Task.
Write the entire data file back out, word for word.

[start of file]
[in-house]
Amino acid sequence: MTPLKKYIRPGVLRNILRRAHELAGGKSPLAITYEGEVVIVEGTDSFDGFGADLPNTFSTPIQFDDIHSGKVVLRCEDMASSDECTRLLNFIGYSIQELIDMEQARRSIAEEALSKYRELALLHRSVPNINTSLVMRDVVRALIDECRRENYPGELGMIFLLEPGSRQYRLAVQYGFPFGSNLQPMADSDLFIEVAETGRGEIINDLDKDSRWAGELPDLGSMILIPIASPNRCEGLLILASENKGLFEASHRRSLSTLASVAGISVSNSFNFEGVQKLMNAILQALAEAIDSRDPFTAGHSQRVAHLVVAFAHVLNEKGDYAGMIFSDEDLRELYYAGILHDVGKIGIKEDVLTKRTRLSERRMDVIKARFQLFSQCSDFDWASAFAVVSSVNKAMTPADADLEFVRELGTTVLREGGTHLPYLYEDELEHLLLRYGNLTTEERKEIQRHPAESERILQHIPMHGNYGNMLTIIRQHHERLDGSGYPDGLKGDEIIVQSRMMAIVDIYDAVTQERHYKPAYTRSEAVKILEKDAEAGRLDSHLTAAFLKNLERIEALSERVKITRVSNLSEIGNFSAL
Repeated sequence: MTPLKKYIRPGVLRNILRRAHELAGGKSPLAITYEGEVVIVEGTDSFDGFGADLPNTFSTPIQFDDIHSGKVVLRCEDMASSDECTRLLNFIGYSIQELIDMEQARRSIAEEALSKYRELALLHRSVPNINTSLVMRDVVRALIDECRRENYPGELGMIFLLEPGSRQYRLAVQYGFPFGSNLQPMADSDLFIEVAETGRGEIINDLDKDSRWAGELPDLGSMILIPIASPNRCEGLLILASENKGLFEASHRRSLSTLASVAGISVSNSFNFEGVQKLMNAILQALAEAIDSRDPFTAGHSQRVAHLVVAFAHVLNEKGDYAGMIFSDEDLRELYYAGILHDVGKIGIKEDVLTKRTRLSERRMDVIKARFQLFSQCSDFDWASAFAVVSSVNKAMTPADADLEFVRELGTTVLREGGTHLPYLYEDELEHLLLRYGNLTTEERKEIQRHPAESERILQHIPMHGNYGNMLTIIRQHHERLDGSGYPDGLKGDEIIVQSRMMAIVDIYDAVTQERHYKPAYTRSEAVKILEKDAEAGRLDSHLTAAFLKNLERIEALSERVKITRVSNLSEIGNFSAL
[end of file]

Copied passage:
[in-house]
Amino acid sequence: MTPLKKYIRPGVLRNILRRAHELAGGKSPLAITYEGEVVIVEGTDSFDGFGADLPNTFSTPIQFDDIHSGKVVLRCEDMASSDECTRLLNFIGYSIQELIDMEQARRSIAEEALSKYRELALLHRSVPNINTSLVMRDVVRALIDECRRENYPGELGMIFLLEPGSRQYRLAVQYGFPFGSNLQPMADSDLFIEVAETGRGEIINDLDKDSRWAGELPDLGSMILIPIASPNRCEGLLILASENKGLFEASHRRSLSTLASVAGISVSNSFNFEGVQKLMNAILQALAEAIDSRDPFTAGHSQRVAHLVVAFAHVLNEKGDYAGMIFSDEDLRELYYAGILHDVGKIGIKEDVLTKRTRLSERRMDVIKARFQLFSQCSDFDWASAFAVVSSVNKAMTPADADLEFVRELGTTVLREGGTHLPYLYEDELEHLLLRYGNLTTEERKEIQRHPAESERILQHIPMHGNYGNMLTIIRQHHERLDGSGYPDGLKGDEIIVQSRMMAIVDIYDAVTQERHYKPAYTRSEAVKILEKDAEAGRLDSHLTAAFLKNLERIEALSERVKITRVSNLSEIGNFSAL
Repeated sequence: MTPLKKYIRPGVLRNILRRAHELAGGKSPLAITYEGEVVIVEGTDSFDGFGADLPNTFSTPIQFDDIHSGKVVLRCEDMASSDECTRLLNFIGYSIQELIDMEQARRSIAEEALSKYRELALLHRSVPNINTSLVMRDVVRALIDECRRENYPGELGMIFLLEPGSRQYRLAVQYGFPFGSNLQPMADSDLFIEVAETGRGEIINDLDKDSRWAGELPDLGSMILIPIASPNRCEGLLILASENKGLFEASHRRSLSTLASVAGISVSNSFNFEGVQKLMNAILQALAEAIDSRDPFTAGHSQRVAHLVVAFAHVLNEKGDYAGMIFSDEDLRELYYAGILHDVGKIGIKEDVLTKRTRLSERRMDVIKARFQLFSQCSDFDWASAFAVVSSVNKAMTPADADLEFVRELGTTVLREGGTHLPYLYEDELEHLLLRYGNLTTEERKEIQRHPAESERILQHIPMHGNYGNMLTIIRQHHERLDGSGYPDGLKGDEIIVQSRMMAIVDIYDAVTQERHYKPAYTRSEAVKILEKDAEAGRLDSHLTAAFLKNLERIEALSERVKITRVSNLSEIGNFSAL